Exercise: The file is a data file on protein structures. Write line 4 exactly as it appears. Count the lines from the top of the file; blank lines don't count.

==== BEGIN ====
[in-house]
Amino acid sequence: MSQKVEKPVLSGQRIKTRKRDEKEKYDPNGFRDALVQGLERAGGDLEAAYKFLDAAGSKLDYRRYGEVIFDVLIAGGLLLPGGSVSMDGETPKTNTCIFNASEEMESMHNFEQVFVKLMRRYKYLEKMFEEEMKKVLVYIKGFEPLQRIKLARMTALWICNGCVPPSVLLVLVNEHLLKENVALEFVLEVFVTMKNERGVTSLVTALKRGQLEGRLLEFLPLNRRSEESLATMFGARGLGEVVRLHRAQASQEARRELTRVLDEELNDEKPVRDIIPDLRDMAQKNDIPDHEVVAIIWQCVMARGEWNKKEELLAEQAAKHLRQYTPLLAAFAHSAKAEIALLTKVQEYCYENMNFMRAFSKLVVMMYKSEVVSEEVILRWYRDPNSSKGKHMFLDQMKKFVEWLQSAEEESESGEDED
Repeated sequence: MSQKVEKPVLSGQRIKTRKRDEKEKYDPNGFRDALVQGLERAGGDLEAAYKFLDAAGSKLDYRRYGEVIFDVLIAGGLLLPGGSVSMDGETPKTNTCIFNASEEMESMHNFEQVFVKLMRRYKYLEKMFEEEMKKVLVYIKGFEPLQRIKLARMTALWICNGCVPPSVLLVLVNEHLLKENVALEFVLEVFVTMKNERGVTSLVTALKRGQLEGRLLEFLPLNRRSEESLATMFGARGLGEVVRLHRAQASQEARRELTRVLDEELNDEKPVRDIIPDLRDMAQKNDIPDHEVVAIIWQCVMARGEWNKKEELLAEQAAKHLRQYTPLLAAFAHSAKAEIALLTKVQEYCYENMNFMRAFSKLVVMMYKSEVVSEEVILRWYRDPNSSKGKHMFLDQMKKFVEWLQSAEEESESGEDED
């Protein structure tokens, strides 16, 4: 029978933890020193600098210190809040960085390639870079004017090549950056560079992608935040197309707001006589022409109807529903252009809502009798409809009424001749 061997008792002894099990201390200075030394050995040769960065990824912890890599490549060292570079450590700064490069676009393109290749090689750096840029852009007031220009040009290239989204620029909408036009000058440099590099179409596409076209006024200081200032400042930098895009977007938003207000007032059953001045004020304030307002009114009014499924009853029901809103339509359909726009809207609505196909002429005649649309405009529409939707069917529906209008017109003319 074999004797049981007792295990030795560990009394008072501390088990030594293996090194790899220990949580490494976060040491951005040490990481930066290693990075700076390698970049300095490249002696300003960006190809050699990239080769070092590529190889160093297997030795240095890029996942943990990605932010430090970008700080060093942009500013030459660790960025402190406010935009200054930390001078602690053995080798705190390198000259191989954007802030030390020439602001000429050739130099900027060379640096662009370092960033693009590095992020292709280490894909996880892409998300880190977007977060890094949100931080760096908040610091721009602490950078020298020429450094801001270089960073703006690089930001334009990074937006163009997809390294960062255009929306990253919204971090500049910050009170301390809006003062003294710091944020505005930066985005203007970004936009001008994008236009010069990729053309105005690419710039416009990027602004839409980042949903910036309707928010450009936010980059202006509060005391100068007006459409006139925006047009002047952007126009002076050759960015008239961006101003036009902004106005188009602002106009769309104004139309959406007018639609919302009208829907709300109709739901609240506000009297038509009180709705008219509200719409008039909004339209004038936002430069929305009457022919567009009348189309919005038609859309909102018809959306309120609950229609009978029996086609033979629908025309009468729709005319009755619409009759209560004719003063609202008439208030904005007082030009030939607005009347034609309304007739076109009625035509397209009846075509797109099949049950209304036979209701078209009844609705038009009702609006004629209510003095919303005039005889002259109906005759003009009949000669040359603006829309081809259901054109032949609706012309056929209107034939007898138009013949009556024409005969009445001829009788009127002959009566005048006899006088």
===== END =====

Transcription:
């Protein structure tokens, strides 16, 4: 029978933890020193600098210190809040960085390639870079004017090549950056560079992608935040197309707001006589022409109807529903252009809502009798409809009424001749 061997008792002894099990201390200075030394050995040769960065990824912890890599490549060292570079450590700064490069676009393109290749090689750096840029852009007031220009040009290239989204620029909408036009000058440099590099179409596409076209006024200081200032400042930098895009977007938003207000007032059953001045004020304030307002009114009014499924009853029901809103339509359909726009809207609505196909002429005649649309405009529409939707069917529906209008017109003319 074999004797049981007792295990030795560990009394008072501390088990030594293996090194790899220990949580490494976060040491951005040490990481930066290693990075700076390698970049300095490249002696300003960006190809050699990239080769070092590529190889160093297997030795240095890029996942943990990605932010430090970008700080060093942009500013030459660790960025402190406010935009200054930390001078602690053995080798705190390198000259191989954007802030030390020439602001000429050739130099900027060379640096662009370092960033693009590095992020292709280490894909996880892409998300880190977007977060890094949100931080760096908040610091721009602490950078020298020429450094801001270089960073703006690089930001334009990074937006163009997809390294960062255009929306990253919204971090500049910050009170301390809006003062003294710091944020505005930066985005203007970004936009001008994008236009010069990729053309105005690419710039416009990027602004839409980042949903910036309707928010450009936010980059202006509060005391100068007006459409006139925006047009002047952007126009002076050759960015008239961006101003036009902004106005188009602002106009769309104004139309959406007018639609919302009208829907709300109709739901609240506000009297038509009180709705008219509200719409008039909004339209004038936002430069929305009457022919567009009348189309919005038609859309909102018809959306309120609950229609009978029996086609033979629908025309009468729709005319009755619409009759209560004719003063609202008439208030904005007082030009030939607005009347034609309304007739076109009625035509397209009846075509797109099949049950209304036979209701078209009844609705038009009702609006004629209510003095919303005039005889002259109906005759003009009949000669040359603006829309081809259901054109032949609706012309056929209107034939007898138009013949009556024409005969009445001829009788009127002959009566005048006899006088």